Leader of Muslim Brotherhood Opposes Kurdish Entity in Syria
22/09/2012 RUDAW0 By ADIB ABDULMAJID – AMSTERDAM, Netherlands – The Syrian Muslim Brotherhood’s secretary general, Mohammed Riad al-Shaqfa, emphasized his party’s rejection of a Kurdish entity being established in Syria. In an interview with the Turkish newspaper Cumhuriyet, Shaqfa revealed the Muslim Brotherhood’s worries regarding developments in the Kurdish areas of Syria, and stated that there is no such a thing as a “Kurdish region” in the country.
“There is no one single purely Kurdish area in Syria and the Kurds are a minority in northeastern areas since they live with other components of Syrian society there,” Shaqfa told Cumhuriyet.
He added, “We clearly oppose the ambitions of establishing a Kurdish entity in Syria.”
Most research estimates Syrian Kurds make up between 12 and 15 percent of the population in Syria. However, Shaqfa claims, “The Kurds in Syria do not constitute more than 5 percent.”Shaqfa’s statements angered many Syrian Kurdish activists and politicians, and caused controversy between the different revolutionary forces in Syria. Massoud Akko, a prominent Syrian Kurdish activist and member of the Syrian Journalists Association (SJA), told Rudaw on Thursday that the statements by the leader of the Syrian Muslim Brotherhood went too far.
“This is not the first time for Riad al-Shaqfa to issue such flawed statements about the Kurds,” Akko said. “Neither Shaqfa and his group nor any other opposition party know the precise percentage of Kurdish people in Syria.”
He added, “The Kurdish population … should be based on the results of research, not by issuing baseless statements in this regard, because there was never a neutral or official census concerning the Syrian Kurds.”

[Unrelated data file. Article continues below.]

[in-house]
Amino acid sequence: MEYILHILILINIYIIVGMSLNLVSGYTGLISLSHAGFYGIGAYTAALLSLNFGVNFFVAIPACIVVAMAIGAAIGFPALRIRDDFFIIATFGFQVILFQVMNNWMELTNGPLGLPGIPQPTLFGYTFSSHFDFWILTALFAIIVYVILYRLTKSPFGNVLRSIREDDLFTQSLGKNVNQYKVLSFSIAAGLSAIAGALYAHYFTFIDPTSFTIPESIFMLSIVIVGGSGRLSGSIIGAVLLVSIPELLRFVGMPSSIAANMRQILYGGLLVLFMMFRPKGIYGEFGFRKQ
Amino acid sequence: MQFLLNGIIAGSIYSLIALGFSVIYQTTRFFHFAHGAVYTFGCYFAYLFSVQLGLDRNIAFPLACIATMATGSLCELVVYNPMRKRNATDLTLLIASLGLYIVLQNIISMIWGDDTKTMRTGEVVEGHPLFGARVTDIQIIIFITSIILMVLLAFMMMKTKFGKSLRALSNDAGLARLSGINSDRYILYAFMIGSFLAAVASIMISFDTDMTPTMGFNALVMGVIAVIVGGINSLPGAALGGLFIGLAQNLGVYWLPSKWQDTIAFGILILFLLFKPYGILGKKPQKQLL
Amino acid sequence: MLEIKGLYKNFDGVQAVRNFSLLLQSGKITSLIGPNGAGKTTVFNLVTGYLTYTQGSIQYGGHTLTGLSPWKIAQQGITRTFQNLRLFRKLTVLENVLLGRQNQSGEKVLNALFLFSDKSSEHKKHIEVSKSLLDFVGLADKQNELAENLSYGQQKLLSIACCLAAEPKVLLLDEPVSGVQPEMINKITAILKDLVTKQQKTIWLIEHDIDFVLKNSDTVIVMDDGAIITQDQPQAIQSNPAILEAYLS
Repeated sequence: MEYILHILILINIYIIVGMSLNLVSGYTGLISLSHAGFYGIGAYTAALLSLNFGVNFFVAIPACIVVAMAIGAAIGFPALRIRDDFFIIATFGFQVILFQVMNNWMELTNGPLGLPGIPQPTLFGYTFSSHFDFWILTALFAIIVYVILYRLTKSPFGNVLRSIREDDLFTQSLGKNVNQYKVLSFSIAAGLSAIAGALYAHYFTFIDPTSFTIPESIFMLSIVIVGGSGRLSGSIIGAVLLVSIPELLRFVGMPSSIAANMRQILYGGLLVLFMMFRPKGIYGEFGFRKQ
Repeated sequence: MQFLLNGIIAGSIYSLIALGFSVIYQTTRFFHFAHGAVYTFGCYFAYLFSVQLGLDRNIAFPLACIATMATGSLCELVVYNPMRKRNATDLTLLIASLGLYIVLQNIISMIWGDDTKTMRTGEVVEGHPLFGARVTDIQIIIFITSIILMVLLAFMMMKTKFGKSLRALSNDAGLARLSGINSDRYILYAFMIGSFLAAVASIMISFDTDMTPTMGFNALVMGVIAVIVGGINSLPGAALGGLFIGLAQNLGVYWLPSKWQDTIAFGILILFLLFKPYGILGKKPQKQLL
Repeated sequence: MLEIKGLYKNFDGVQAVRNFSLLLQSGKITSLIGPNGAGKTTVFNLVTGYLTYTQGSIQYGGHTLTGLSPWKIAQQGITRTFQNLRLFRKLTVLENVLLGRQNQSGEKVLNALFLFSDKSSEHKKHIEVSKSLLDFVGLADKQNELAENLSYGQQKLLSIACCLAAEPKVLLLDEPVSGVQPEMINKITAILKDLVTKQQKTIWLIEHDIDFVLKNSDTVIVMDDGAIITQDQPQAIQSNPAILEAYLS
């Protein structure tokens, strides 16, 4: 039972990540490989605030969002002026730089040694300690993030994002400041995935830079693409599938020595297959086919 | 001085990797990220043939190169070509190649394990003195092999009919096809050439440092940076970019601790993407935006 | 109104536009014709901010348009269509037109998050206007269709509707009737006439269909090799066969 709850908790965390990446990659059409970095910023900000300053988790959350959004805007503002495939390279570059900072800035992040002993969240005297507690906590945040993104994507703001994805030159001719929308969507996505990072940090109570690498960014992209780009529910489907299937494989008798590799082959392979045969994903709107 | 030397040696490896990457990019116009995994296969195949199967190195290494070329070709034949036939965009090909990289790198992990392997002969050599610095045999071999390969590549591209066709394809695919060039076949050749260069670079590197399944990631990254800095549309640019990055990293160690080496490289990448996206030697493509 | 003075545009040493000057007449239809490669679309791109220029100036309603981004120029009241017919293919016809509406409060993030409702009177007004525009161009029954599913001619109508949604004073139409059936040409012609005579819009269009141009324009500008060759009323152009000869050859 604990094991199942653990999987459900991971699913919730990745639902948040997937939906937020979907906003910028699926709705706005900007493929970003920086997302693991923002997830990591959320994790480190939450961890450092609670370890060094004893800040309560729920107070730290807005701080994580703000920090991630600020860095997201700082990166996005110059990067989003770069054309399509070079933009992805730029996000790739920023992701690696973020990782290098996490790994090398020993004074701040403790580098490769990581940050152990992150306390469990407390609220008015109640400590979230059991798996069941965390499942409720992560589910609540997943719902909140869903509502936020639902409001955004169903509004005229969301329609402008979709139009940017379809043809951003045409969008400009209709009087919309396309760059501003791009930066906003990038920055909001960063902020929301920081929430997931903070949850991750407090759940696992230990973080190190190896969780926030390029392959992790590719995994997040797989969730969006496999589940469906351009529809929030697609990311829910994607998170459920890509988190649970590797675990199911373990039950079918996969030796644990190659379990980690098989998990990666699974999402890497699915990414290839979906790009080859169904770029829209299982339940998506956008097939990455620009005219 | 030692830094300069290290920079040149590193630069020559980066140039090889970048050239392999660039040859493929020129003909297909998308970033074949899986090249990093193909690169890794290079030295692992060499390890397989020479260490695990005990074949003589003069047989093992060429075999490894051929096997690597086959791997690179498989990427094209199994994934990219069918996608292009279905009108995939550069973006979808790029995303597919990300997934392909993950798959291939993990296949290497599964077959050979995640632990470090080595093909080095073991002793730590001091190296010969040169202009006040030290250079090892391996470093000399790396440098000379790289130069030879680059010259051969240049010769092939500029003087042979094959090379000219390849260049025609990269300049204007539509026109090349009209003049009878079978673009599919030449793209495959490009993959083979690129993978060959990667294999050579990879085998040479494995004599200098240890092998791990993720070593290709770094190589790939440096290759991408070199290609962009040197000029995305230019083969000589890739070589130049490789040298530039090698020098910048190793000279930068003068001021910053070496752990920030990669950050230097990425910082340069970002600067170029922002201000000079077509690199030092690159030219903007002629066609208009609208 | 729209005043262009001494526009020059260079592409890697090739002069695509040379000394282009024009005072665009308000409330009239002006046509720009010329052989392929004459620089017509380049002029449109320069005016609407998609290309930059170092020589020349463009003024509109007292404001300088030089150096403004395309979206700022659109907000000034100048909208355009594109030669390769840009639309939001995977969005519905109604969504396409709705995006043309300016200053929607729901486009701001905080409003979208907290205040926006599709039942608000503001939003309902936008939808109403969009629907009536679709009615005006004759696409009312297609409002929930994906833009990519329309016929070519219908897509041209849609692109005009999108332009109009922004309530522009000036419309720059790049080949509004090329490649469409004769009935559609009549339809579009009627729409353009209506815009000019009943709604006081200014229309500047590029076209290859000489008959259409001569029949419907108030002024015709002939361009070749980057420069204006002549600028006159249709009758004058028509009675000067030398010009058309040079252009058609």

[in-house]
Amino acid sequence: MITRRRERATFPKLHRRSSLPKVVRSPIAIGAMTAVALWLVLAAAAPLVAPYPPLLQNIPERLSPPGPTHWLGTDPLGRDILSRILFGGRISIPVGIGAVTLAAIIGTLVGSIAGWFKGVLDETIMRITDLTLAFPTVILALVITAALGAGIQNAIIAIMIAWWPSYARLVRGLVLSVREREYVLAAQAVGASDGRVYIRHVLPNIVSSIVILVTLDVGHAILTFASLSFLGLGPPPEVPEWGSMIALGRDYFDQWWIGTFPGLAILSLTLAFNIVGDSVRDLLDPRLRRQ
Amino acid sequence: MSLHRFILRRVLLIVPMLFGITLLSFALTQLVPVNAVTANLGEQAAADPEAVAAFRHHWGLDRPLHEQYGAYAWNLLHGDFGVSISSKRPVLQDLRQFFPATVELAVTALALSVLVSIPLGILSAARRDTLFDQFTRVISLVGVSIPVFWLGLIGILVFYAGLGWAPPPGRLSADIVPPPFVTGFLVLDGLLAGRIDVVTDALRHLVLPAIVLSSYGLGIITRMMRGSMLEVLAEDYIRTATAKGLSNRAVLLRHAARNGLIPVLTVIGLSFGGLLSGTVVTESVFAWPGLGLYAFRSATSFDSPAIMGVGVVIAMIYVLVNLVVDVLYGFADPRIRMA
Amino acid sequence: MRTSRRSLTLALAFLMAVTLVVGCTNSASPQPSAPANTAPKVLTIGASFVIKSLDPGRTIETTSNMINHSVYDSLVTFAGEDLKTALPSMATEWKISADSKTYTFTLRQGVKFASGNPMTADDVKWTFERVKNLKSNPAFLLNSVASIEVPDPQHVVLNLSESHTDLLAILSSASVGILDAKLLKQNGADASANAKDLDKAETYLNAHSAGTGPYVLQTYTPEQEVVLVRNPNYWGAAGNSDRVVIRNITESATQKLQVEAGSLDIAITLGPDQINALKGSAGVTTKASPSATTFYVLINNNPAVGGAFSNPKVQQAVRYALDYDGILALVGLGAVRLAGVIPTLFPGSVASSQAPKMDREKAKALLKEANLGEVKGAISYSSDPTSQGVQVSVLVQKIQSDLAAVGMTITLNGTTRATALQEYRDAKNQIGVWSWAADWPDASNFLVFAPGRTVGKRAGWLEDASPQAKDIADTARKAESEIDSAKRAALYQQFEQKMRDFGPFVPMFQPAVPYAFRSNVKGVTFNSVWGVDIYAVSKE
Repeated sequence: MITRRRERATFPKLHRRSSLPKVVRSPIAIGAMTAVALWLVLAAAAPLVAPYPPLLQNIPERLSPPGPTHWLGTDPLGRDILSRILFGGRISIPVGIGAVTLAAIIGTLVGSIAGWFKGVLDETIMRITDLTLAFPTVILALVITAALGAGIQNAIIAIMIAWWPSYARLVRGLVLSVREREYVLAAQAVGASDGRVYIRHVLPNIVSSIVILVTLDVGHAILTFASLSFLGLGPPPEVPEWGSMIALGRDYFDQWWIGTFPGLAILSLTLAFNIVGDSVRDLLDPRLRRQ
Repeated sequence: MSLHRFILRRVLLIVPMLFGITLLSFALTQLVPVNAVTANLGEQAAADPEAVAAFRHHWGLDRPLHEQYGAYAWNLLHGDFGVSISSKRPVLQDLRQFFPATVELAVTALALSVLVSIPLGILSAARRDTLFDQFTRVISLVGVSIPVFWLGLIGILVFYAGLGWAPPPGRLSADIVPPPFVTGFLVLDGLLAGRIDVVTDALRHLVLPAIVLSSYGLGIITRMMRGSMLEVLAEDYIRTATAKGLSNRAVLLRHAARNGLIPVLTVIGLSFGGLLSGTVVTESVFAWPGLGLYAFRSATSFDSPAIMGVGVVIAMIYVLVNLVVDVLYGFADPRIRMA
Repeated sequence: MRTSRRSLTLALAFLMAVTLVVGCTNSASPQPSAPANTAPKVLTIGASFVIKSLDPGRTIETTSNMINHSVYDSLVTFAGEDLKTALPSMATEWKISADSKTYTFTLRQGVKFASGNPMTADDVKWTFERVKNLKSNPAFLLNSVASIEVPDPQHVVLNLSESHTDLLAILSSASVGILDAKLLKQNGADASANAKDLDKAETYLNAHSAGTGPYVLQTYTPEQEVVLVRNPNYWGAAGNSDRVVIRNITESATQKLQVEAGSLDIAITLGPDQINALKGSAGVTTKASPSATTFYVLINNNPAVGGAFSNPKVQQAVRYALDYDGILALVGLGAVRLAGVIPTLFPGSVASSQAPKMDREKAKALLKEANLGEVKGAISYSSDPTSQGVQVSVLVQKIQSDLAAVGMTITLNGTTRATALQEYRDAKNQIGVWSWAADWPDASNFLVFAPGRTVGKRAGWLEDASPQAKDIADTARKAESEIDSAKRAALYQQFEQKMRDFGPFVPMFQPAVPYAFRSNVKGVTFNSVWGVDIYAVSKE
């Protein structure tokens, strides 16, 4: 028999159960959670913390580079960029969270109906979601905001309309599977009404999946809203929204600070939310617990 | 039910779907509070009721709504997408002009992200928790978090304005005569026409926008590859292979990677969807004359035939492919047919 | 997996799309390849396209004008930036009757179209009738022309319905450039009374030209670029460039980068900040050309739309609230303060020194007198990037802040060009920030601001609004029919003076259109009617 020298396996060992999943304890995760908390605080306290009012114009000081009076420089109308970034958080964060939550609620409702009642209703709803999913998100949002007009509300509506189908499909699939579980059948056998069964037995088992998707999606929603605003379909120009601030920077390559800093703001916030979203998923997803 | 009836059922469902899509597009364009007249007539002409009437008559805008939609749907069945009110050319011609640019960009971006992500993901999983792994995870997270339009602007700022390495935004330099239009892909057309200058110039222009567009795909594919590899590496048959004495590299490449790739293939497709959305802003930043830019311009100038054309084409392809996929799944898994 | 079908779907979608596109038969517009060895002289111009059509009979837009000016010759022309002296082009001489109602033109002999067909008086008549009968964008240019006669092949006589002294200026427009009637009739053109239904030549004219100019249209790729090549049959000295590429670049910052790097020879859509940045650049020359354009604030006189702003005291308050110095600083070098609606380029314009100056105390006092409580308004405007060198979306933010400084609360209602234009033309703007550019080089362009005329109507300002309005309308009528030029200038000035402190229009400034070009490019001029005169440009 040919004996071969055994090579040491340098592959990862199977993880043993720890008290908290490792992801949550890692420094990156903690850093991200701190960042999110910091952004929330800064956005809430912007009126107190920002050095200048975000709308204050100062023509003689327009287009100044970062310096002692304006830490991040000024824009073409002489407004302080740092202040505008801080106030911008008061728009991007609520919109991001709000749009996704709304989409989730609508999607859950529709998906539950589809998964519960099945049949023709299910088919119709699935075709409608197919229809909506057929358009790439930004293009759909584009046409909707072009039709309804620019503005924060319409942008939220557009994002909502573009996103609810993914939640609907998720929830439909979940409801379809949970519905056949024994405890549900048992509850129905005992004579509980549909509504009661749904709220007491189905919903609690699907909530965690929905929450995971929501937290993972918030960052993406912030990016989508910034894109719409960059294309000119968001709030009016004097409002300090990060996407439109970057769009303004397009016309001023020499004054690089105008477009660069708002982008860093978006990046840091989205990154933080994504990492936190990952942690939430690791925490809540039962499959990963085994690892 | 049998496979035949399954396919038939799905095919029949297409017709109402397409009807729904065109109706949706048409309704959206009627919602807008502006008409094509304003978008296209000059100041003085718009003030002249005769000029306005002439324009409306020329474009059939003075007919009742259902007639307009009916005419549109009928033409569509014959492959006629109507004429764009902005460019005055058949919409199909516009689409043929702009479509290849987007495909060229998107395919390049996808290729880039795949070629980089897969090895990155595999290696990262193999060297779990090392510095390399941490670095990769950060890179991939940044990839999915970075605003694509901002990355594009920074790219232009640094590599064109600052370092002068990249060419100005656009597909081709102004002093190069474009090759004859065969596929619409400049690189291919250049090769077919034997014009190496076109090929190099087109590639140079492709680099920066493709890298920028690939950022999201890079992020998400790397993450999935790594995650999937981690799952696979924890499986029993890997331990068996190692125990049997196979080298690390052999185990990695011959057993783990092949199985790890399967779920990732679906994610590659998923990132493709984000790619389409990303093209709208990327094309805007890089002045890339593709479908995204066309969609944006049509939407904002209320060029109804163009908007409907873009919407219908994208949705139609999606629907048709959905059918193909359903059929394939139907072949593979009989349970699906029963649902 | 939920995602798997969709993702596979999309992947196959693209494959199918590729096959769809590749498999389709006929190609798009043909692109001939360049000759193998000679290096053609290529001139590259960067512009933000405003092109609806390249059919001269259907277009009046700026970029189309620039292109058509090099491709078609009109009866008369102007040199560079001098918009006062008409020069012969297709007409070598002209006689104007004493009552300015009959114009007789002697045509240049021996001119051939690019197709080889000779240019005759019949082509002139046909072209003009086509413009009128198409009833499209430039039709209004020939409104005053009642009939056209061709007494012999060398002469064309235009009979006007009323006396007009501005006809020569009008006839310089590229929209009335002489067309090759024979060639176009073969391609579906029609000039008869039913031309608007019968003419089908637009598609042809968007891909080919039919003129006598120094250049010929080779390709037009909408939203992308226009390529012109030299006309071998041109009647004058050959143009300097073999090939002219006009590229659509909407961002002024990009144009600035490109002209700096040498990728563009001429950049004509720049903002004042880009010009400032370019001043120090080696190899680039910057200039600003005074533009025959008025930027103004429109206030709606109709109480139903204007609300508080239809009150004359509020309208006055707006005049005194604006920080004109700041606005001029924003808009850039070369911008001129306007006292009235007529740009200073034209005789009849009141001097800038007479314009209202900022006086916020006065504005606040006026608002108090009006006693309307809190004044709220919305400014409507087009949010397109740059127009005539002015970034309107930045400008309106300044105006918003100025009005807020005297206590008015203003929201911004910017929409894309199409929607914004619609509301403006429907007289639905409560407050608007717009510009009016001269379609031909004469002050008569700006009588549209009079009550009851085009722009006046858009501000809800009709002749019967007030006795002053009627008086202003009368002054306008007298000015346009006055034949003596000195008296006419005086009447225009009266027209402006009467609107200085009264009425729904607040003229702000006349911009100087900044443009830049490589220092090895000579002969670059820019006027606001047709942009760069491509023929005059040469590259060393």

“My advice to Mr. Riad al-Shaqfa and his entire group is to read more about the Kurds before issuing any statement; otherwise, it would be better for them to shut up,” Akko concluded.
According to Akko, such hostile statements by opposition leaders against the Kurds reinforce the divisions in Syria. “Shaqfa and his group reveal their hostility to the Kurdish people, and that doesn’t serve the revolution and its goals. I think that such a position represents a serious danger to the future of the Kurdish people and their issue in Syria, in the case that the Muslim Brotherhood rules the country someday,” Akko said. He continued, “They should review these shameful statements and attitudes which basically spread a spirit of hatred between them and the Kurdish people.”
Regarding the establishment of a Kurdish entity in Syria, Akko stated, “That is one of the legitimate rights for Kurds in Syria according to all the international conventions and the U.N. Declaration of Human Rights. The Kurds are a nation and it is their legitimate and unquestionable right to be an independent entity and enjoy their sovereignty on their own land.”
However, Akko noted that none of the Kurdish factions have demanded that an independent Kurdish entity be established in Syria, and that their ultimate demand is for a decentralized federal state as is found in Germany, Switzerland, the U.S and the U.A.E.
An alternative demand is the right to a self-governed Kurdish region where the Kurds can enjoy an autonomous administrative rule, a right they have been deprived of for decades under different Syrian governments. Akko argued that a Kurdish state is a right, and any denial of this by any party or opposition faction is unacceptable and should be condemned by all Kurds. “The main question remains whether it can be implemented, because this issue is relevant to the geopolitical circumstances in the region,” Akko said, also noting the importance of international support towards reaching this Kurdish ambition. “Anyway, nothing is impossible,” he concluded. “Where there’s a will, there is a way.”